Photonis has provided Micro Pore Optics that will be used in an X-ray imager designed by Boston University professor and engineer Brian Walsh to study Earth’s magnetosphere.
As part of the Artemis lunar program, Photonis’ Micro Pore Optic (MPO) X-ray collimator is being used on The Lunar Environment heliospheric X-ray Imager (LEXI). LEXI is one of 12 new payloads selected by NASA to explore the moon’s interactions with the sun. The goal of the Artemis program is to gain a better understanding of the moon in preparation to land astronauts on the south pole of the moon again by 2024 and eventually send humans to Mars for the first time. As part of NASA’s Commercial Lunar Payload Services (CLPS) program, LEXI will be launched into space in the next 18 months and from its surface on the moon, where it will sit for 2-3 weeks, it will take the first comprehensive images of our planet’s magnetic fields and how they interact with the solar wind.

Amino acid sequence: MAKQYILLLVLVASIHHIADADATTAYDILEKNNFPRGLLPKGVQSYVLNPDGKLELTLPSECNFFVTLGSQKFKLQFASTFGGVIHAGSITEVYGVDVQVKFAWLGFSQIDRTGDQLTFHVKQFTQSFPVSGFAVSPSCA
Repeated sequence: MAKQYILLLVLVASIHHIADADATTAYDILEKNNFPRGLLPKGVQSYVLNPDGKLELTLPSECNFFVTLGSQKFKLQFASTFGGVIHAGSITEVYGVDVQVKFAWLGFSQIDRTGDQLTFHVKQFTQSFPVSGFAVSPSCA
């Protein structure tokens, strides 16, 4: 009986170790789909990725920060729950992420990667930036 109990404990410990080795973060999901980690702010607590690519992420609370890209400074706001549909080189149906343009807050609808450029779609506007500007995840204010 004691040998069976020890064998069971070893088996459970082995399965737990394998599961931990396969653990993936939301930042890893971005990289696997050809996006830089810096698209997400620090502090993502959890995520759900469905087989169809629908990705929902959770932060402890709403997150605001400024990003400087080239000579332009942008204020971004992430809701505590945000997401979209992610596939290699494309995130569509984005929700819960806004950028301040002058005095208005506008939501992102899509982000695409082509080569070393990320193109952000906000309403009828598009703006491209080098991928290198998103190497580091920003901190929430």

Boston University, College of Engineering assistant professor Brian Walsh designed LEXI specifically because, “We’ve never had a full view of the Earth’s magnetosphere or known if it changes with time or even if it has holes in it,” Walsh says. “We haven’t had a wide enough view of our planet to take those kinds of images.”
MPOs from Photonis are used for their superior ability to focus on X-rays for imaging applications. These uniquely compact, lightweight plates offer a customized solution, including choice of pore size and coating to increase spectral response. “Our history as a partner with NASA is something we take great pride in,” stated Bruce Laprade, President and General Manager of Photonis Scientific. “We are excited to continue to provide innovative technologies which are being used to uncover the mysteries of outer space.”